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Morning Tour

It was a beautiful, flat-calm morning out on the water and within 10 minutes of leaving Victoria Harbour we had spotted our first whale: a Humpback! It was carrying out shallow yet frequent dives, lazily flicking its tail out the water as it went. After watching this individual, we continued South only to come across two Humpback whales moving in unison. The Humpback whale is mostly solitary in the summer, feeding months so it is always a treat to see more than one together.

Humpback Whale
Humpback Whale. Photo by Captain Yves. Image taken with zoom lens and heavily cropped.

Even more of a treat was picking up yet another pair towards the Washington State coastline. Close up viewings of 5 Humpback whales was certainly a beautiful way to spend a Tuesday morning. We rounded off our trip seeing yet more residents of the Salish Sea at Race Rocks Ecological Reserve.

Steller Sea Lions
Male Steller Sea Lions practicing their fighting. They will fight for access to females. Photo by Captain Yves, image taken with zoom lens and heavily cropped.

Harbour seals and Sea Lions were visible both in the water and on the rocks. We watched as one extremely large Steller Sea Lion waddled its way into the water looking very much like its bear ancestor. California Sea lions also barked for attention, while a pair of bald eagles sat poised on top of a rock. A peaceful morning out on the water giving a perfect snapshot of the abundance of wildlife the Pacific Northwest has to offer.

Bald Eagles
A profile view of two Bald Eagles. Photo by Captain Yves, image taken with zoom lens and heavily cropped

Afternoon Tour

The afternoon tours did not disappoint. We headed out southward in search of the Humpback Whales from the morning. Our search brought us past Race Rocks Ecological Reserve and so we decided to go in for a quick look. There we found an abundance of Seals and Sea lions.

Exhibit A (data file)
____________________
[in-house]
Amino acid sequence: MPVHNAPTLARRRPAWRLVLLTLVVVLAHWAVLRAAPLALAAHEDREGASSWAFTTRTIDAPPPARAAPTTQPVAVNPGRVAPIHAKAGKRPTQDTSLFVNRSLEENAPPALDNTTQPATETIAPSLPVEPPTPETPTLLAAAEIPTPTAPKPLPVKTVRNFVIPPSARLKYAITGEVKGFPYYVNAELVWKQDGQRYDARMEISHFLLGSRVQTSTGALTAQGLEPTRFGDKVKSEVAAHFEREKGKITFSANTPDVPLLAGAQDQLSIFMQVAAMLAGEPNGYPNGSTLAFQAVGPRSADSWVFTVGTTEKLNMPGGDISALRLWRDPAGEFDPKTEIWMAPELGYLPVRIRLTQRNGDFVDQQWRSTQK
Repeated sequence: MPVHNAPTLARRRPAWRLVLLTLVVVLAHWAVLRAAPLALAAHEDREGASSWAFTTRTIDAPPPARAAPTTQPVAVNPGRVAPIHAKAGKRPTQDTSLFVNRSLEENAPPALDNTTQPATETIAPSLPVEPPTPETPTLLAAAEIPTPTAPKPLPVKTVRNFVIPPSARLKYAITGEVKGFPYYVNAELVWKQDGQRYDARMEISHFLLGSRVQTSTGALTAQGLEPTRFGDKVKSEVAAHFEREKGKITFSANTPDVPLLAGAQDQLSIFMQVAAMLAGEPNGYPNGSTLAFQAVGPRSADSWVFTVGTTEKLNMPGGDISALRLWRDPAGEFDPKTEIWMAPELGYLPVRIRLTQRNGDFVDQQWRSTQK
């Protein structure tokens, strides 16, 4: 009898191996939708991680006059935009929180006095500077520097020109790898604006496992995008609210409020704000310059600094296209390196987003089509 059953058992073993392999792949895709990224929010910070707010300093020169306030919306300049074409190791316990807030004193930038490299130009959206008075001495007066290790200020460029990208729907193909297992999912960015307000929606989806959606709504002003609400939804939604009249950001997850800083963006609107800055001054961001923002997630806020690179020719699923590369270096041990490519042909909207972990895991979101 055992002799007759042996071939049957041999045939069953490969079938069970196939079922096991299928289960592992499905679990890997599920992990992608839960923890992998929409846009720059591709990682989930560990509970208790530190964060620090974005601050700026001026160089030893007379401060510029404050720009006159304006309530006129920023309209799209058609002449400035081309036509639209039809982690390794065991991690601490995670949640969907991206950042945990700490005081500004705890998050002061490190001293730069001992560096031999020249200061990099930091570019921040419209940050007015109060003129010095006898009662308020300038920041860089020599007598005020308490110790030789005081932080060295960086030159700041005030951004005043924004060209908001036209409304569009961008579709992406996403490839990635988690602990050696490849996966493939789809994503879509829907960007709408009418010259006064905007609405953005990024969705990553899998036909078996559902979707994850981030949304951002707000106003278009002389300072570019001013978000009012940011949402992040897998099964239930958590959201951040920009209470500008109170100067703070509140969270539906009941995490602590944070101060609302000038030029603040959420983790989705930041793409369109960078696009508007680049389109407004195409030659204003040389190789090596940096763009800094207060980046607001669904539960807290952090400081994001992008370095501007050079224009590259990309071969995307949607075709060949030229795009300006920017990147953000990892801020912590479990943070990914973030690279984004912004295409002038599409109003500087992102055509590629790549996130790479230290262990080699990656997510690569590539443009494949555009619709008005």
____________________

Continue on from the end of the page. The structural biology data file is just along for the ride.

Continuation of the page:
Sea Lion eating a salmon
A Sea Lion catches a fish for lunch! Photo by Naturalist Gord. Image taken with zoom lens and heavily cropped

We carried on our southbound search and were able to find some Humpback Whales. The whales were graceful as ever, diving and swimming along.

Humpback Whale
Humpback Whale diving. Photo by Naturalist Emma. Image taken with zoom lens and heavily cropped.

After spending some time with a few different Humpback Whales we ventured back towards Victoria where we encountered another whale species. The whales were black and white, tall dark dorsal fins breaking the waters surface. The whales were the T101 family of Transient Killer Whales.

Biggs' Orcas
Bigg’s (Transient) Killer Whales, Mother and son. Photo by Naturalist Stefania. Image taken with zoom lens and heavily cropped.

The Killer Whales were travelling as a group. When they disappeared for a bit we thought our encounter may be done. But then a group of seagulls resting on the surface suddenly took flight. The water bulged up as a pair of the whales shot up to the surface! Once the birds had cleared, the whales celebrated with a spyhop. How exciting! Perhaps the two male whales were having a bit of fun scaring the birds. Overall a great time out on the water.

Orca Spyhop
Bigg’s (Transient) Killer Whales celebrating after spooking a group of sea gulls. Photo by Naturalist Stefania. Image taken with zoom lens and heavily cropped.

For more photos from today check out our Facebook photo album.

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